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Ketamine for depression encouraging, but questions remain around long-term use

Photo: Safety of ketamine for depression unclear
A systematic review into the safety of ketamine as a treatment for depression shows the risks of long-term treatment remain unclear.

Ketamine as a depression treatment has shown enormous promise but questions around safety remain.

A world-first systematic review into ketamine as a treatment for depression published in the prestigious Lancet Psychiatry journal shows the risks of the drug's long-term use are unclear.

There has been a lot of interest in using ketamine - often associated with party drugs - to treat clinical depression and a lot of studies report it to be highly effective.

But there are concerns clinicians already treating patients with the drug may be putting them at risk because of a lack of monitoring of long-term side effects.
"A lot is written about its efficacy but much less about its safety," said psychiatrist and researcher Professor Professor Colleen Loo at the Black Dog Institute.

"A single treatment has incredibly powerful effects; it can take people from being severely depressed to completely well in one day but often the effects might wear off over a few days, so what people are now doing, quite sensibly, is rather than giving one treatment they give multiple treatments to maintain the benefit," Prof Loo explained.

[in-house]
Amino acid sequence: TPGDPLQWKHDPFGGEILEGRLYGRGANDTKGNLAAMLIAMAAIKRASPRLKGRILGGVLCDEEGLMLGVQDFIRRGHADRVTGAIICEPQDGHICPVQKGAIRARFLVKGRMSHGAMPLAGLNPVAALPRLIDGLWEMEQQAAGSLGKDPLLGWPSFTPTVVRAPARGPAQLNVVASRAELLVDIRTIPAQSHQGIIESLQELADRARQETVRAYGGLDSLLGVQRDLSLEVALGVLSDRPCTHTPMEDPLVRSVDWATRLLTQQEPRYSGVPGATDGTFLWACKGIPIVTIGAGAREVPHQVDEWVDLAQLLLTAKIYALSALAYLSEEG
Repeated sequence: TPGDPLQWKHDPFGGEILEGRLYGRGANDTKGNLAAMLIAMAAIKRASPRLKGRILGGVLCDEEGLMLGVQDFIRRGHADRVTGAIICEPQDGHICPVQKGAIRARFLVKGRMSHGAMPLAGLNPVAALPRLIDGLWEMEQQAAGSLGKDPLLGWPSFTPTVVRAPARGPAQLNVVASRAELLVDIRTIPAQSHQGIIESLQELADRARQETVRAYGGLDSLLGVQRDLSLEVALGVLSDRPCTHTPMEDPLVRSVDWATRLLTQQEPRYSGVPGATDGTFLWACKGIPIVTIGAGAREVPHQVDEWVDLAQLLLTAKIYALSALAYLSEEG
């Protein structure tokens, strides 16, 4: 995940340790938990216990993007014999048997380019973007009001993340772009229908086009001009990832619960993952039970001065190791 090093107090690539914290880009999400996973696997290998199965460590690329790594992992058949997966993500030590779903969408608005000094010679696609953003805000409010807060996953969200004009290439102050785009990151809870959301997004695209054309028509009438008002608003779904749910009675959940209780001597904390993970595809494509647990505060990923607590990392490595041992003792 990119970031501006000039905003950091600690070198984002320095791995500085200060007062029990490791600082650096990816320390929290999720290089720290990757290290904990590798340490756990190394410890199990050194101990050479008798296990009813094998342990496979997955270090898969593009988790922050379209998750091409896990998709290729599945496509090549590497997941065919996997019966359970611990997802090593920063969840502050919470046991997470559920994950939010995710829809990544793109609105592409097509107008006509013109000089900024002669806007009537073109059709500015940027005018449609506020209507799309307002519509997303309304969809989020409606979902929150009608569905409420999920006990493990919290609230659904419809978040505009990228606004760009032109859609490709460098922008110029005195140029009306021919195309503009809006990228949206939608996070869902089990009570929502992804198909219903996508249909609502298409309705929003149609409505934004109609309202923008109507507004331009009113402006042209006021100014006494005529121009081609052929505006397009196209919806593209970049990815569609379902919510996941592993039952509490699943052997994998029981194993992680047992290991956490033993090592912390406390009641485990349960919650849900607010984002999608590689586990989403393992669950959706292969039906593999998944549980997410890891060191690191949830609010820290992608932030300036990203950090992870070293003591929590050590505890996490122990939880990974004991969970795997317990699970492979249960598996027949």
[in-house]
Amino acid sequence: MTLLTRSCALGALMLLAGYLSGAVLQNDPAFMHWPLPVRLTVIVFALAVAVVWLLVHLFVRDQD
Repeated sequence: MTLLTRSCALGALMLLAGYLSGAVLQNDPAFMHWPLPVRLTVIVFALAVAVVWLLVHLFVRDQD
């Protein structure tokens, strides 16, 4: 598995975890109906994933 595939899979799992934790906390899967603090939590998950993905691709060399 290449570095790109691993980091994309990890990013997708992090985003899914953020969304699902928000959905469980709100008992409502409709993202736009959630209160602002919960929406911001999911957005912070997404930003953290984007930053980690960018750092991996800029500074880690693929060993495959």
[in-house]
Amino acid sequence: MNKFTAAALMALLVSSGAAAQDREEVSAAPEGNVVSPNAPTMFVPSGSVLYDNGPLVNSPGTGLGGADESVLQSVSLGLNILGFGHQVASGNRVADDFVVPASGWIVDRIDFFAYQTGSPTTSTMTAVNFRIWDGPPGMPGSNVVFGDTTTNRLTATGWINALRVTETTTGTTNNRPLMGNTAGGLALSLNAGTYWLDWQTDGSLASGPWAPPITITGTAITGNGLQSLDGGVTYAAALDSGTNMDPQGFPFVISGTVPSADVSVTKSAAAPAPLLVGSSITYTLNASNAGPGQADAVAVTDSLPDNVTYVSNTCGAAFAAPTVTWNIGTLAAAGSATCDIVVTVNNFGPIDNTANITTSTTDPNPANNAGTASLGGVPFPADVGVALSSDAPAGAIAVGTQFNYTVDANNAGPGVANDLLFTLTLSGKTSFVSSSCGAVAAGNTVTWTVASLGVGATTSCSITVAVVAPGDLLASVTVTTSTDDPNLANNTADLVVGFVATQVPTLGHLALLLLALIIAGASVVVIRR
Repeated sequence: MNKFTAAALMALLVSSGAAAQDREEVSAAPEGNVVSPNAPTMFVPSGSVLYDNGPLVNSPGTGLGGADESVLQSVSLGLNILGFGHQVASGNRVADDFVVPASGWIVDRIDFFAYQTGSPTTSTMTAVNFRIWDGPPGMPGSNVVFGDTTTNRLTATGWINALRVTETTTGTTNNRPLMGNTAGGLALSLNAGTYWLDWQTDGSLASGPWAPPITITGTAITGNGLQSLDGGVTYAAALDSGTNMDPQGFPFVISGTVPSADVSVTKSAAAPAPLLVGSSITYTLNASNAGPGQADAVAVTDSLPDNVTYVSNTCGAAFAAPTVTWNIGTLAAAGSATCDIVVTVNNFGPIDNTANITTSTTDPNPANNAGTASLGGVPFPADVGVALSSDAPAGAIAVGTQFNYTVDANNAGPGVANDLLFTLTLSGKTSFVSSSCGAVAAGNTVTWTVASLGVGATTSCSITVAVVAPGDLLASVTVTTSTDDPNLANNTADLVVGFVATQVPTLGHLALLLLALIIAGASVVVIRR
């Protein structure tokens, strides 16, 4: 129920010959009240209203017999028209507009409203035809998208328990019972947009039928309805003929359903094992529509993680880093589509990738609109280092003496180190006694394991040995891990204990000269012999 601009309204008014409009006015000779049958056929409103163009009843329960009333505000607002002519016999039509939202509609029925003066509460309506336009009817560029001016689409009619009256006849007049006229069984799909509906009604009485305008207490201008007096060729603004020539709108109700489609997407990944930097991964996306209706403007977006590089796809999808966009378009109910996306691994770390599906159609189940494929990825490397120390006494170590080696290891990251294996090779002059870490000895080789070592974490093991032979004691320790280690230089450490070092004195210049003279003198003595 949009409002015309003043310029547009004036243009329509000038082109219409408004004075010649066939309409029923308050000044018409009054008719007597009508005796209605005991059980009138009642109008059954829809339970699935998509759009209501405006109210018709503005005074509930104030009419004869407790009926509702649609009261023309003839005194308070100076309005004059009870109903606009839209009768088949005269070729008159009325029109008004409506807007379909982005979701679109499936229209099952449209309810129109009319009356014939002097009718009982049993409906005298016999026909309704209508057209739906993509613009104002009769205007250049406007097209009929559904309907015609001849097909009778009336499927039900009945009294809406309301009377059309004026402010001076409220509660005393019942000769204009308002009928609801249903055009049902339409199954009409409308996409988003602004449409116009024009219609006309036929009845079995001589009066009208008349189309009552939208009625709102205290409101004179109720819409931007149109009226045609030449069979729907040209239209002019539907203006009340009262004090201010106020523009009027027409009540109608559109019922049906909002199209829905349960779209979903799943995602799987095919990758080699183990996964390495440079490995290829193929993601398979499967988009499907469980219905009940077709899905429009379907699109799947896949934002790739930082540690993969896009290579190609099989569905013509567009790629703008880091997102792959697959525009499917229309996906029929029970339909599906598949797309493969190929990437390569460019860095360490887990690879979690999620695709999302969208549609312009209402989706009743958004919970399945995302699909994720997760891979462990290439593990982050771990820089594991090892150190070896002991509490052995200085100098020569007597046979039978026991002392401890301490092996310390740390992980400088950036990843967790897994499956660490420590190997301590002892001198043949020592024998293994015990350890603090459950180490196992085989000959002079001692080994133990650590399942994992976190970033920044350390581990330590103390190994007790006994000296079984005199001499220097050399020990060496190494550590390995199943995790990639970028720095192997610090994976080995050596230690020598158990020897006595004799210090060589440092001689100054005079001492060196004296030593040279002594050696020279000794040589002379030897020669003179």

But as the research review suggests there is no evidence to support the safety of this treatment approach just yet.

"When you start looking at multiple treatments there might be a different set of side effects that you are looking at and that is exactly what the literature suggests," Professor Loo told AAP.

Led by researchers from UNSW Sydney and Black Dog Institute, the review examined all prior published studies of ketamine treatment for depression.

It found few effectively reported the safety of repeated doses or sustained use.

The results showed that despite acute side effects such as headache, dizziness and blurred vision commonly occurring after a single treatment of ketamine, not all studies actively monitored for or reported on them.

While an advocate of ketamine use for treating the severely depressed, Prof Loo says its crucial to first determine that potential side effects don't outweigh the benefits.

Previous studies have linked longer-term ketamine use to bladder inflammation, liver damage and memory impairment.

Prof Loo says future ketamine-related depression studies should focus on assessing the safety of repeated dosing regimes.

"We haven't yet worked out how to give ketamine with repeated treatments in a way that it is effective and safe. There are very complex issues of dosing that we need to work out," Prof Loo said.


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